In 2008, Collin Hansen published a book titled: Young, Restless, Reformed: A Journalist’s Journey with the New Calvinists and in doing so, coined the phrase Young, Restless, Reformed. Today, that same group is no longer so young and restless. Although the movement is largely populated by a younger demographic, there are many older people who identify as New Calvinist in their persuasion and remain active online and in various para-church ministry settings.
Not only did authors, theologians, and media outlets such as Time Magazine pick up on this doctrinal resurgence in the last several years, but so did Les Lanphere, a film maker who has recently unveiled a project that charts the explosive boom of the New Calvinist movement in recent years. The film is well researched, graphically appealing, and accurately documents the modern day resurgence of historic biblical theology.
One of the points that the film drives home is the necessity of the local church—which happens to be a passion of mine and it just so happens that Les Lanphere interviewed me on that subject and included a portion of that interview as a loving critique of the New Calvinism movement within his film. I was grateful that he pointed out the areas that deserve praise as well as some of the deficiencies among the movement—such as an unhealthy fascination with celebrity icons and personalities that often have a greater voice in the ears of local church members than their local pastors.
I highly recommend this film and believe that it can be used to do more than chart a movement. It can point out the need for solid biblical preaching that places a big God before people on a weekly basis. What are some of the shortcomings of the film? Every book, article, sermon, and song will have some area of deficiency and perhaps this film does as well. While it charts the movement from various angles and documents the use of media outlets, technology, and conferences—there were some noticeable voices missing from the film such as Voddie Baucham, John MacArthur, Albert Mohler, and Mark Dever.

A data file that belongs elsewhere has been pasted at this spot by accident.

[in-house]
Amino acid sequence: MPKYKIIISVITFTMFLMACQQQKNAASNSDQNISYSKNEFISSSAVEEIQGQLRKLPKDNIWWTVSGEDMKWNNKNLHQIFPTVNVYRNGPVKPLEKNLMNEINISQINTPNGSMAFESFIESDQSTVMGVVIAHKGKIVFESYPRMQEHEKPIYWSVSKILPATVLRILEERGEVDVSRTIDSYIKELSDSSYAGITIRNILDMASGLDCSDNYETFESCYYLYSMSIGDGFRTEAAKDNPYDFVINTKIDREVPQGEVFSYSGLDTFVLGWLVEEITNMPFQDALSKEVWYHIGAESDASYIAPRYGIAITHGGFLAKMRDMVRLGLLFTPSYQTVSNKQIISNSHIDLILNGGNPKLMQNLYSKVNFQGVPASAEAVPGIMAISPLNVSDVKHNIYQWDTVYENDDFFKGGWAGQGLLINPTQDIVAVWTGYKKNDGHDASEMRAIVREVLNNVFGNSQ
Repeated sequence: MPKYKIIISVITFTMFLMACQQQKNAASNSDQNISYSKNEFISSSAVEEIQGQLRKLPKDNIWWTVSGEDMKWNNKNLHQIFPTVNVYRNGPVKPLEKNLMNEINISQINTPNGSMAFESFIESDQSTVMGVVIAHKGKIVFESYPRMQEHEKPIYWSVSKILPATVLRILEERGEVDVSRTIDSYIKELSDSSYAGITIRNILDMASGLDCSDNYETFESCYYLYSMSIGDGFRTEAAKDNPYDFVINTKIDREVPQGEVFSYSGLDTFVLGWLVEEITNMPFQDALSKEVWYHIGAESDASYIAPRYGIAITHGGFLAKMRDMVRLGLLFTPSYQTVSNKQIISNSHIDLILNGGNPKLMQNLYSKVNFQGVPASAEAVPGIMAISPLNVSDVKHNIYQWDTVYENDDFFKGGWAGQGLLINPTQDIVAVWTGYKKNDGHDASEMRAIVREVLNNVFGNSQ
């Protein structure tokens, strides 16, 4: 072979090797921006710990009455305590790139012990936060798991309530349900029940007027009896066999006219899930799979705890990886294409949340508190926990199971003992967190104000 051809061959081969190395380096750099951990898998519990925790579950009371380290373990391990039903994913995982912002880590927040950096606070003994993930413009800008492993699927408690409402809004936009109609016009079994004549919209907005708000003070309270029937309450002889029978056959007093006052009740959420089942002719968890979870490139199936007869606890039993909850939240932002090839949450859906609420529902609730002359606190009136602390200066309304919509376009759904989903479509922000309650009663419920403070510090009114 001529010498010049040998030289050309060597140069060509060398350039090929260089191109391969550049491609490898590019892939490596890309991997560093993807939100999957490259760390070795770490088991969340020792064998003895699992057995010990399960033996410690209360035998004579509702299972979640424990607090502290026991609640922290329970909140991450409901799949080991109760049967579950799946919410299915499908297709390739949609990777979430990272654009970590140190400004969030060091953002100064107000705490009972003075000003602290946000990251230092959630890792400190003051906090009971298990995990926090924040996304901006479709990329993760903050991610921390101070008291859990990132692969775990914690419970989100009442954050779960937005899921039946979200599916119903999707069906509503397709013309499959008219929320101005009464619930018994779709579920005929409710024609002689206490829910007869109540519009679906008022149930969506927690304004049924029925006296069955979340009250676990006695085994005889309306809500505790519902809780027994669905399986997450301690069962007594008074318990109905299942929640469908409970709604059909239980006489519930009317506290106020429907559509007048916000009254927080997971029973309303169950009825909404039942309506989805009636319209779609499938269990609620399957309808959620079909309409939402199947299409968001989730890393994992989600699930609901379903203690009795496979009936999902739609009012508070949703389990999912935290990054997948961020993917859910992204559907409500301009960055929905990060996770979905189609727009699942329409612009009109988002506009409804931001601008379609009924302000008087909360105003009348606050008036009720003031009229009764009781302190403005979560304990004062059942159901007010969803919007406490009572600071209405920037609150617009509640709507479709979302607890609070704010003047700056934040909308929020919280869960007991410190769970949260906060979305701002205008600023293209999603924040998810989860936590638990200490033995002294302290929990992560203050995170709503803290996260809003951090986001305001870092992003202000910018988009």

It was Mark Dever who asked a very important question in an article titled “Where’d All These Calvinists Come From?” where he documented the resurgence of Calvinism in our present day. Mark Dever along with several other voices have been a large catalyst among the Calvinistic resurgence in evangelicalism and especially within the Southern Baptist Convention—a Convention founded by Calvinists in the mid 1800s.
Aside from lacking a few additional key players in the movement—the film is an excellent documentary and one that you will want to add to your library of resources. Remember, this film does more than document a movement—it actually teaches truth at the same time.